Thousands of visitors were transported back in time as Fort George celebrated its 250th anniversary by showcasing its history at the weekend.
A festival celebrating the milestone took place over two days and attracted more than 2,100 people.
The fortress – which has been home to the Black Watch battalion since 2007 – was built in the wake of the Battle of Culloden as a secure base for King George II’s army.
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The celebrations, managed by Historic Environment Scotland (HES), involved family activities, music, dance, song and historical re-enactments bringing those times to life.
The re-enactment performances told the story of the Jacobite risings and the building of Fort George.
Visitors met costumed characters in encampments and heard the stories of the Jacobites, as well as those who were involved in the construction of the fortress.
There was a Second World War zone, complete with tents and vehicles, where visitors learned about the important role Fort George had as a training base in the 1940s.
A big band and swing dancers completed the atmosphere, with visitors joining in on the dance floor.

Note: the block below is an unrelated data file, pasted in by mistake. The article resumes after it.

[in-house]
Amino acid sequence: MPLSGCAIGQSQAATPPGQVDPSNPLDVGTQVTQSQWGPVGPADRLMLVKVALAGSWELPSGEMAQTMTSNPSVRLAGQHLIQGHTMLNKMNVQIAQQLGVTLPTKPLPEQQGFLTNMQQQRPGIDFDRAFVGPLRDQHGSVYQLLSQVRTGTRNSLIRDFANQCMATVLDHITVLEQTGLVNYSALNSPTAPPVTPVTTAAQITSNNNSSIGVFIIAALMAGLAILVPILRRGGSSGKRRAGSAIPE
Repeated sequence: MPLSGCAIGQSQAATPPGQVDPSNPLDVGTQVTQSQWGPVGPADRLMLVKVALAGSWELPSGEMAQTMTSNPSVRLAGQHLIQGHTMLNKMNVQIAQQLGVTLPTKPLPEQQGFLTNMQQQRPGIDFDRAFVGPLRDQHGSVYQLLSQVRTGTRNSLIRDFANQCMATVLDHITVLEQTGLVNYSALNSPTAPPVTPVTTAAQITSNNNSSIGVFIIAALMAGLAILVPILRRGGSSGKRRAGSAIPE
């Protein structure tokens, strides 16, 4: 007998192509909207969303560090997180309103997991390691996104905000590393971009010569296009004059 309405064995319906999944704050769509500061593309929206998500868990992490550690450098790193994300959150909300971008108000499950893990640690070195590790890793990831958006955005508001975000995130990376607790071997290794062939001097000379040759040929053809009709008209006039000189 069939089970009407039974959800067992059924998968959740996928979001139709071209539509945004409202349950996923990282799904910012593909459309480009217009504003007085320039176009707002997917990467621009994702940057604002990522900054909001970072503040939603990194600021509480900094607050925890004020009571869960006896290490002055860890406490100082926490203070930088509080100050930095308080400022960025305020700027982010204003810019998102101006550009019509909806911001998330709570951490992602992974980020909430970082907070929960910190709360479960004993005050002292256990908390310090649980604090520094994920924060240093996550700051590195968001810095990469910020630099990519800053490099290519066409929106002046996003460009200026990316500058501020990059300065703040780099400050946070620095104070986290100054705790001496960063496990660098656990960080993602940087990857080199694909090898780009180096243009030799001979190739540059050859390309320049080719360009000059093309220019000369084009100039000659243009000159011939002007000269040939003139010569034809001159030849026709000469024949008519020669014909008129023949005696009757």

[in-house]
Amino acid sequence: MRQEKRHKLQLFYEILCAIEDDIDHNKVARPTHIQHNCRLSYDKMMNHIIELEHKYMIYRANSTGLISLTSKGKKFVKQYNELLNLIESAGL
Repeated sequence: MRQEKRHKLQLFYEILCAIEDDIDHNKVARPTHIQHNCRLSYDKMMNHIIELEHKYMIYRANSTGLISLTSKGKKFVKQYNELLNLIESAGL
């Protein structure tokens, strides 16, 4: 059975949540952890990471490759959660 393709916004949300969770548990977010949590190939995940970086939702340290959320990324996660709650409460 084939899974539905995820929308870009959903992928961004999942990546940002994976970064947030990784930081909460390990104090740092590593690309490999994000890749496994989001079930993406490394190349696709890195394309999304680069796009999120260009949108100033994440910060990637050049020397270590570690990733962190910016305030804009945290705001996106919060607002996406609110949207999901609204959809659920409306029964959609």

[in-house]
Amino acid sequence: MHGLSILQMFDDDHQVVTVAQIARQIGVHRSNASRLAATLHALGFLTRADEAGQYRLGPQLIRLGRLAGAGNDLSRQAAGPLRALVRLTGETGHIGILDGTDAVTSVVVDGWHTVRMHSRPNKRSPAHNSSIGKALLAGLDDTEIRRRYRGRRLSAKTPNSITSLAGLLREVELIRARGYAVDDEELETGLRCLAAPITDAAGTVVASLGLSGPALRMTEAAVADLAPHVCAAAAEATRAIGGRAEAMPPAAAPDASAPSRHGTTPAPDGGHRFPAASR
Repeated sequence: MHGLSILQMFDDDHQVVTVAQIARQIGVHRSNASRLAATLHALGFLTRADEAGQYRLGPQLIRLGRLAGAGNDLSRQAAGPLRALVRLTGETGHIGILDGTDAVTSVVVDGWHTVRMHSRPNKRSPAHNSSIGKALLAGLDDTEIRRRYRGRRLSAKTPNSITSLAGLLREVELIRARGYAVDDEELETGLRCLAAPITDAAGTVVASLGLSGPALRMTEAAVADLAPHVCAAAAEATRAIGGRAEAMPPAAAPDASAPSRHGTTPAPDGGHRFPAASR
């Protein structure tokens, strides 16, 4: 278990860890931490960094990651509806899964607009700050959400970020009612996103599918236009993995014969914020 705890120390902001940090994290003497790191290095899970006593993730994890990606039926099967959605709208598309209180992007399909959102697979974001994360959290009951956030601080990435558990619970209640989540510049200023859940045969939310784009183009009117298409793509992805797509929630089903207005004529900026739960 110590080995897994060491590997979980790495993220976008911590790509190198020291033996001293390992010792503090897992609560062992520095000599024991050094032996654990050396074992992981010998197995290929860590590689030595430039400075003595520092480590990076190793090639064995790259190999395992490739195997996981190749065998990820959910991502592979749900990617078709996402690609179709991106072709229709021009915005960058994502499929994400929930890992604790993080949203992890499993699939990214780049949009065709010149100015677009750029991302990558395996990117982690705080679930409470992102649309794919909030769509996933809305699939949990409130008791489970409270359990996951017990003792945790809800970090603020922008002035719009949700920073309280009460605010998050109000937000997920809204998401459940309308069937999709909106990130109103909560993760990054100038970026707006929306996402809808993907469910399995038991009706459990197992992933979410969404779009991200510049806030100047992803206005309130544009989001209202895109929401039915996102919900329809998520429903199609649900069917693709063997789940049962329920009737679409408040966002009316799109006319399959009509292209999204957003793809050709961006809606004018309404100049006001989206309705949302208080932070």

Families, meanwhile, had a go at making their own Lego creations using a model of Fort George as inspiration.
The model was specially commissioned for the 250th anniversary of the base and is on display at the officers’ guardroom.
Throughout the weekend there were performances from RAF Lossiemouth Pipes and Drums, Fèis Rois Ceilidh Trail, Inverness Military Wives Choir and The Margaret Stewart Trio, as well as Highland dancing displays.
Gillian Urquhart, from HES, said: “Fort George is one of the most outstanding fortifications in Europe.
“This was a fantastic chance for anyone who has never visited before to discover why and how it was constructed, and find out more about its present-day use.”
Fort George faced the axe in 2016, but its closure was put off until 2032 after more than 6,000 people backed the P&J’s Fight for Fort George campaign.